Human Flower Project
Flower Pot Holes
Here’s a fine Yankee take on Gandhigiri – the practice of meeting conflict with flowers.
After a beaver dam broke near Mill Creek Road in Orrington, Maine, the county sent in heavy equipment to tear up pavement in preparation for repairs. Mill Creek Road was due for resurfacing too and as long as the equipment was in the vicinity, the county authorities opted to have it torn up also. So residents along the lane have been dodging major potholes since March.
Recently, someone found a beautiful way to draw attention to the damaged road, meanwhile pointing out the biggest potholes for drivers. They planted flowers in the chunk-holes.
“I think it’s awesome,” said Jesse Schwarcz, whose parents, Mary Ann and Arthur, live on the road. “It gets so tiring to drive through those potholes and hit the bottom of every single one and swerve all the biggest ones. If they’re not going to grade the road and keep it maintained, then we can at least enjoy the flowers.”
Thanks to Alex Barber of the Bangor Daily News for the report.
Potholes on Mill Creek Road in Orrington, Maine, have been planted with flowers by an anonymous garden enthusiast.
Photo: Gabor Degre, Bangor Daily News
Planting the Flag
To honor local Marine Jean Villanueva, the Murrieta, California, Fire Department planted an American flag flower bed in his family’s yard, just in time for Villanueva’s homecoming from Afghanistan.
Todd Bradstreet of the Murrieta FD initiated Project Greenthumb to help with yard work at the homes of residents with family members away in military service. Villanueva’s wife, Jodie, signed up for the program and got lots more than she was expecting: lawn mowing, some landscaping, and then this patriotic raised garden with “stripes” of red and white petunias.
Marine Cpl. Jean Villanueva,wife Jodie, and their daughter Leilah, enjoy sit in the yard that Project Greenthumb tended in Villanueva’s absence.
Photo: Bill Wechter
Topped with Flowers of Ash
The National Endowment for the Arts has named basketmaker Molly Neptune Parker among this year’s National Heritage Fellows, a program modeled on Japan’s longstanding recognition of “National Treasures.” We were especially drawn to Parker’s “flower” topped baskets, a design she learned from her mother and grandmother, traditional Passamquoddy basketmakers all. But like all great folkartsts Molly Neptune Parker has pushed forward the Native American tradition in which she was raised, the better to honor a legacy.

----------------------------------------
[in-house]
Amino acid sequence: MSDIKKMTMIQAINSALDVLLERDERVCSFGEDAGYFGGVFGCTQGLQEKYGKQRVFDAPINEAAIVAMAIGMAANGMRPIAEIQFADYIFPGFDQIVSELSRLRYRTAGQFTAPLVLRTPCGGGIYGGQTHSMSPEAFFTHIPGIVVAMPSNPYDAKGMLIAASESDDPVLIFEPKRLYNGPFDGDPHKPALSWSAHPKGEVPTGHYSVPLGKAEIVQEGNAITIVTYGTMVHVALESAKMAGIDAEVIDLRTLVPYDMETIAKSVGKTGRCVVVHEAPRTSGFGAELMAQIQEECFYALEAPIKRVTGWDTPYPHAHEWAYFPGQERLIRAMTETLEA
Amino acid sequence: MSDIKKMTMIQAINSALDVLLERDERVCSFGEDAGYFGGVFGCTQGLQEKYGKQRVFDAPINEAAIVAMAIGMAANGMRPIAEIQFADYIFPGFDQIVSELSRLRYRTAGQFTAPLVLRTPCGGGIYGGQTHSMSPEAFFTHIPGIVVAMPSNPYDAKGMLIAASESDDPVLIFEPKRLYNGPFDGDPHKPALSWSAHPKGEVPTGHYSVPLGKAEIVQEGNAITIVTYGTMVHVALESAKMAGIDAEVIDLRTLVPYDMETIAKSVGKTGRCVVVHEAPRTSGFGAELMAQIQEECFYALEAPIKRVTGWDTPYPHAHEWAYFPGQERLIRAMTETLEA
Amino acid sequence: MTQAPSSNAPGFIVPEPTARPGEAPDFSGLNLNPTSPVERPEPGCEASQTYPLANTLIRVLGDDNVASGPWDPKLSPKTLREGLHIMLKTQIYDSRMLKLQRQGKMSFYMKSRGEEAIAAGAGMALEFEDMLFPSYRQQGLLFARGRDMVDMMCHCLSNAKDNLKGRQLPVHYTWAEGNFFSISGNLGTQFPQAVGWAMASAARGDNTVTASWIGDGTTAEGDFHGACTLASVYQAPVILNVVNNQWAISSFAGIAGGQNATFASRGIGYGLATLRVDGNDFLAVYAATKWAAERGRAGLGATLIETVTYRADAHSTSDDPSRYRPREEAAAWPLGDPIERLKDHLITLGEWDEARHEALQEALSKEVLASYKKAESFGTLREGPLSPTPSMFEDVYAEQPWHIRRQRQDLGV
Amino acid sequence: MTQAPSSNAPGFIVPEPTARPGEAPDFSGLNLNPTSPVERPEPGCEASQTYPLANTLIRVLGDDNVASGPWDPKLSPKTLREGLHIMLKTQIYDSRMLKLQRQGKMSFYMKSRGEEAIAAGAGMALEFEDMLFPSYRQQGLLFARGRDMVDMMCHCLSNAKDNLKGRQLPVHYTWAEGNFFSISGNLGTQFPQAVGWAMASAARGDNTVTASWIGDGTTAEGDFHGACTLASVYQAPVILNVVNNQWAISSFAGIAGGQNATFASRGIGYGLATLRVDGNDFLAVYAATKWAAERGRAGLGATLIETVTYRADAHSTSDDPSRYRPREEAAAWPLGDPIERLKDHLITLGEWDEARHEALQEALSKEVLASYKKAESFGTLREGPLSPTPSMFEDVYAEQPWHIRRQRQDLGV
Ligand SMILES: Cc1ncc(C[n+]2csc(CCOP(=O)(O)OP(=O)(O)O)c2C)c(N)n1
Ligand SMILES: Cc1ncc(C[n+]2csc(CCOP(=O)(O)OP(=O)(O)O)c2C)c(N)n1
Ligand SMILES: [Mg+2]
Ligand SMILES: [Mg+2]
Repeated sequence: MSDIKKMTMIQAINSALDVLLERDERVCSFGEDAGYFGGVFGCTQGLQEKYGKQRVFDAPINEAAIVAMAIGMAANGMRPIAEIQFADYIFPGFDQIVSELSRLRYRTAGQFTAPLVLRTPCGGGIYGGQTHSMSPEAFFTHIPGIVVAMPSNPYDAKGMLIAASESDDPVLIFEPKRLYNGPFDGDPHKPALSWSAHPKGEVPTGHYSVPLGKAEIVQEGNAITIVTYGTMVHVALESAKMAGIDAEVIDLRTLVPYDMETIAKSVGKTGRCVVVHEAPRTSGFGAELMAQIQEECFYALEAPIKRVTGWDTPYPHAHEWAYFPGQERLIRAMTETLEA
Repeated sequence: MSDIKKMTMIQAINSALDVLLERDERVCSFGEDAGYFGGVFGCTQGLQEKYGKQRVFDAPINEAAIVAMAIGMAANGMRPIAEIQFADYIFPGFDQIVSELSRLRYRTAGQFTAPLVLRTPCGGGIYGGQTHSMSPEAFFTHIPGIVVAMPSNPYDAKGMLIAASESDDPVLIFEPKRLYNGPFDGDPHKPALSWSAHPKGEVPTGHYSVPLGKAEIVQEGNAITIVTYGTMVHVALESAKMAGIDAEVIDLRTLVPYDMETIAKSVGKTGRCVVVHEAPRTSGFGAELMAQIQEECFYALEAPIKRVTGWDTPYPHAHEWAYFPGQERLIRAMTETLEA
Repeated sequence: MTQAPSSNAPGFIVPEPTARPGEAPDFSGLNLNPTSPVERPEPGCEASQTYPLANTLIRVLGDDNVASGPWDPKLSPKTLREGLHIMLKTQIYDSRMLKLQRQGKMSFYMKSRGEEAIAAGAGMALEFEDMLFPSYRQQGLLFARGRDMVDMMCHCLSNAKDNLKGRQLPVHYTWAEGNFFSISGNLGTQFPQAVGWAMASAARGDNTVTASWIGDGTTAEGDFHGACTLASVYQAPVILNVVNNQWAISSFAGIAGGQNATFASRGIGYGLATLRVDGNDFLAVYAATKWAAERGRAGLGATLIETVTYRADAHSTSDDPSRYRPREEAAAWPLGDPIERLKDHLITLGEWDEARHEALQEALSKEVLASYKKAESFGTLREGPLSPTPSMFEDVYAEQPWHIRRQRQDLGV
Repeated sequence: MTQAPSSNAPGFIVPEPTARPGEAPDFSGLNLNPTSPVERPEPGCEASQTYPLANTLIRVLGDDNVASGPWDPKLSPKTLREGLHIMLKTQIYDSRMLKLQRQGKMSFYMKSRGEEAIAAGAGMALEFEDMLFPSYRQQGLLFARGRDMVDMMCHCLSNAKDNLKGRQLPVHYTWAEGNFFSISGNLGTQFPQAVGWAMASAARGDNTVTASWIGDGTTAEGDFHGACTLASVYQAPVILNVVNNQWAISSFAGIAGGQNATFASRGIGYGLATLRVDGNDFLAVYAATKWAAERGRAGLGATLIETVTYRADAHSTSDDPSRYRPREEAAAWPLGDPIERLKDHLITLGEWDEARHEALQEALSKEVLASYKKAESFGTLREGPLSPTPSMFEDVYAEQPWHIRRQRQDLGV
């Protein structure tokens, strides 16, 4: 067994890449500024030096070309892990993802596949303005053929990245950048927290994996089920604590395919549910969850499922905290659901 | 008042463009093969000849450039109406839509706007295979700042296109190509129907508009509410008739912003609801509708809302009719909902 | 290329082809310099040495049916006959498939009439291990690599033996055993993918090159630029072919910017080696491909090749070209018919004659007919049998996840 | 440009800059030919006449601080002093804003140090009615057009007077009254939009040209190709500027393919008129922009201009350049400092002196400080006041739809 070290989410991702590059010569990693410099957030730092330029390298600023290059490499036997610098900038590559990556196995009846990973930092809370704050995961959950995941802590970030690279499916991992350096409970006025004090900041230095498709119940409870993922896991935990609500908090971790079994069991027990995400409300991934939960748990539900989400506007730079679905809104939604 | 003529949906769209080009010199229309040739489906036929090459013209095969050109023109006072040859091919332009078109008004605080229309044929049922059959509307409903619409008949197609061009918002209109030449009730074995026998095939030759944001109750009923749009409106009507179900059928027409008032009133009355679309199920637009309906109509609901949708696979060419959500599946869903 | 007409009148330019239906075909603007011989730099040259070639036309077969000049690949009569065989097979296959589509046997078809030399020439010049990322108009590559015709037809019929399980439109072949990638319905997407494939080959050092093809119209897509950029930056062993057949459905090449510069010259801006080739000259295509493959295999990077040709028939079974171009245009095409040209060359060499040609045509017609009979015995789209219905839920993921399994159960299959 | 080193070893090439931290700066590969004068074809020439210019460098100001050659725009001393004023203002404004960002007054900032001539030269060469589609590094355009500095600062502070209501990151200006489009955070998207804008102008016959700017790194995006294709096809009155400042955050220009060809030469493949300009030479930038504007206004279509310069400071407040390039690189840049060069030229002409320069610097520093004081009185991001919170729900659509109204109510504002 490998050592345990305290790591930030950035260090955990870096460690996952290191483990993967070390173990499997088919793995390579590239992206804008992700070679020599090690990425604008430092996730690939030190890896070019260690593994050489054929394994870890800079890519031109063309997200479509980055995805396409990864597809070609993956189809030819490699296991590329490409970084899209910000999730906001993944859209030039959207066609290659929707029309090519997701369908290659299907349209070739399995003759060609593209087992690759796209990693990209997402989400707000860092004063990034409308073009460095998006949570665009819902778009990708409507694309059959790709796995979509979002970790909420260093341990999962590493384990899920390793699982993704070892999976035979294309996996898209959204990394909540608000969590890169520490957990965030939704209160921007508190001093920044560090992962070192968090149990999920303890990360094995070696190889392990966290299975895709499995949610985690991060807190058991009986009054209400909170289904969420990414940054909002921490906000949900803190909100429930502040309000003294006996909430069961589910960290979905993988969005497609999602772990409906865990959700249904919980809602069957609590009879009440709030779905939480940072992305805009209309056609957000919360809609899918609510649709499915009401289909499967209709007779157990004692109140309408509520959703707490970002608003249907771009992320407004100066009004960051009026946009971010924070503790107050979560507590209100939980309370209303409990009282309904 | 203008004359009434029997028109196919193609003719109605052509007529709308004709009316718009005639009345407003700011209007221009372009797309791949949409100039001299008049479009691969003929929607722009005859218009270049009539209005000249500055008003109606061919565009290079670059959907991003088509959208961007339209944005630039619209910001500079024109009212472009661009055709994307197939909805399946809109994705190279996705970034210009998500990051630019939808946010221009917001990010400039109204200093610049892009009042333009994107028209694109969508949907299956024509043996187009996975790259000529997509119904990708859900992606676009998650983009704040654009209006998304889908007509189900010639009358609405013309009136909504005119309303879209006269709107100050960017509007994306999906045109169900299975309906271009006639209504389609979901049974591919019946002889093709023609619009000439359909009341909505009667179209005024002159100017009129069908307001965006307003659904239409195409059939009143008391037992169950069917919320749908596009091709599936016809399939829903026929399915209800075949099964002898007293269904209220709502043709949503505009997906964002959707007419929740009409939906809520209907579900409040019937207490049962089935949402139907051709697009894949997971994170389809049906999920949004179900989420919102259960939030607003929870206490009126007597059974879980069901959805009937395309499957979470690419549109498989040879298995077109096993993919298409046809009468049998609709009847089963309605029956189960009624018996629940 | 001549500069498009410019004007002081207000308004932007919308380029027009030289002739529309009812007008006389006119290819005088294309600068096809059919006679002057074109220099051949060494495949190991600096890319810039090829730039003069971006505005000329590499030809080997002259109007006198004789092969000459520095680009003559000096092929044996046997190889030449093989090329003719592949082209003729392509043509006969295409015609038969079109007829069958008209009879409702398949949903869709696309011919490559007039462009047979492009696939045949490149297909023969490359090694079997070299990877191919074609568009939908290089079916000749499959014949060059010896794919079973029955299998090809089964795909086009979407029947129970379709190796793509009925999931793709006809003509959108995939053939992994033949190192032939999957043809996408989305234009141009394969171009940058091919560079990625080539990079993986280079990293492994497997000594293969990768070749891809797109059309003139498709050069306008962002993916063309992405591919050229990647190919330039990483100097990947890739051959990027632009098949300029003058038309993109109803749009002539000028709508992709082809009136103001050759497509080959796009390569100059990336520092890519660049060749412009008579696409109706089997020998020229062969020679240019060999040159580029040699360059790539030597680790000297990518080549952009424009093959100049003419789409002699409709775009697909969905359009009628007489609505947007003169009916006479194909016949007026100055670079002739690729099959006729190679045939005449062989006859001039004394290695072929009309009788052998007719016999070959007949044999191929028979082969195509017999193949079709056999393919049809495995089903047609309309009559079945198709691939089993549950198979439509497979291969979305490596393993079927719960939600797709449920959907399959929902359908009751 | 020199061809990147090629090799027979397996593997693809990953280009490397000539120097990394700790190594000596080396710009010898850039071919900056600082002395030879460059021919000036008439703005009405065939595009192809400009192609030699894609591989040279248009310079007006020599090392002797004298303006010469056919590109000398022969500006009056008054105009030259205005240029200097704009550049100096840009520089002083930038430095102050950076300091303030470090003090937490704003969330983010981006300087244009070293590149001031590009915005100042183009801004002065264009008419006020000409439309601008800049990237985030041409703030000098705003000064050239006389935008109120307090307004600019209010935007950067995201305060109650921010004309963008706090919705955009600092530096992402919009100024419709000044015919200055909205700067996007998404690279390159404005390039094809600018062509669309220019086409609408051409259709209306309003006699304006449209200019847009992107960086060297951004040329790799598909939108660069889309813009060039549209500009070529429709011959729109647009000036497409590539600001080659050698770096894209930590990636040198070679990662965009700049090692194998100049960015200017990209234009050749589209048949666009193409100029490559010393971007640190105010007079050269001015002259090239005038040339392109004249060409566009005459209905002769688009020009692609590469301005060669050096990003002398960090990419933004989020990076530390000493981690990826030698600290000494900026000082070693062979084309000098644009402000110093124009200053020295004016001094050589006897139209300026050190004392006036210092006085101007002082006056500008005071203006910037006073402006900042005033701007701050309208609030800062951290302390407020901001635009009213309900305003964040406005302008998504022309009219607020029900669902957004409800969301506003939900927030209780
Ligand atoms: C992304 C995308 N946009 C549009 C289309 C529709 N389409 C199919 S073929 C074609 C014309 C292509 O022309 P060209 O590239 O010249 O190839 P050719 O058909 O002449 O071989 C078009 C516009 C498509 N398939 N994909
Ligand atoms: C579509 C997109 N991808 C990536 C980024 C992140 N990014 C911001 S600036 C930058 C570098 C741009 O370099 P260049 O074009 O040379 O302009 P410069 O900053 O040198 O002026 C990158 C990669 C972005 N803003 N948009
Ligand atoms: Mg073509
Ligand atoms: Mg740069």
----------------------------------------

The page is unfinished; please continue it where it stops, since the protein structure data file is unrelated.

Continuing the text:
Two of Molly Neptune Parker’s baskets, topped with “flowers” made of ash splints.
Photo: National Endowment for the Arts
A new study by a group of scientists working in Australia has concluded that in the co-evolution of bees and flowers, bees—not flowers—lead the way. Basing their work on earlier research that theorized Australia’s first flowers were relatively colorless, the scientists then examined the color spectrum most easily perceived by honeybees and bumblebees. The native flowers examined tended to be of colors that bees find easiest to detect.
“We collected spectral data from 111 Australian native flowers and tested signal appearance considering the colour discrimination capabilities of potentially important pollinators.” Their findings regarding color were consistent with those reached in North American studies. “Subsequent mapping of Australian flower reflectances into a bee colour space reveals a very similar distribution of flower colour evolution to the Northern Hemisphere. Thus, flowering plants in Australia are likely to have independently evolved spectral signals that maximize colour discrimination by” bee pollinators.
Bees, by the way, “have trichromatic colour vision based on ultraviolet- (UV), blue- and green-sensitive photoreceptors.” Their “best discrimination” is for blue wavelengths (close to 400 and 500 nm). The scientists write, “behavioural experiments on free-flying honeybees have confirmed this theory.”
You can find the complete paper here.
How bee vision would see a flower, one that looks yellow to human eyes
The World’s Slickest Vase
With the Stanley Cup playoffs underway, we went looking for a floral tie-in. Not too many goalies with corsages out there. But we did find this photo of Brad May, the “lucky Duck” who represented the Anaheim team in the Tournament of Roses parade 2008, after the Ducks’ 2007 Stanley Cup victory.
According to this source, 2007 was the first year a California team won ice hockey’s mega trophy.
We’re rooting for the New Jersey Devils this year, but send this memo out to both teams. The Stanley Cup would make one helluva flower vase: Win it and fill that top bowl up with some heliconia. (You’ll need a sturdy frog.)
Former Anaheim Duck ice hockey player Brad May and the Stanley Cup rode Anaheim’s city float in 2008’s Tournament of Roses Parade.
Photo: via puckdaddy
Repurposing a bomber plane?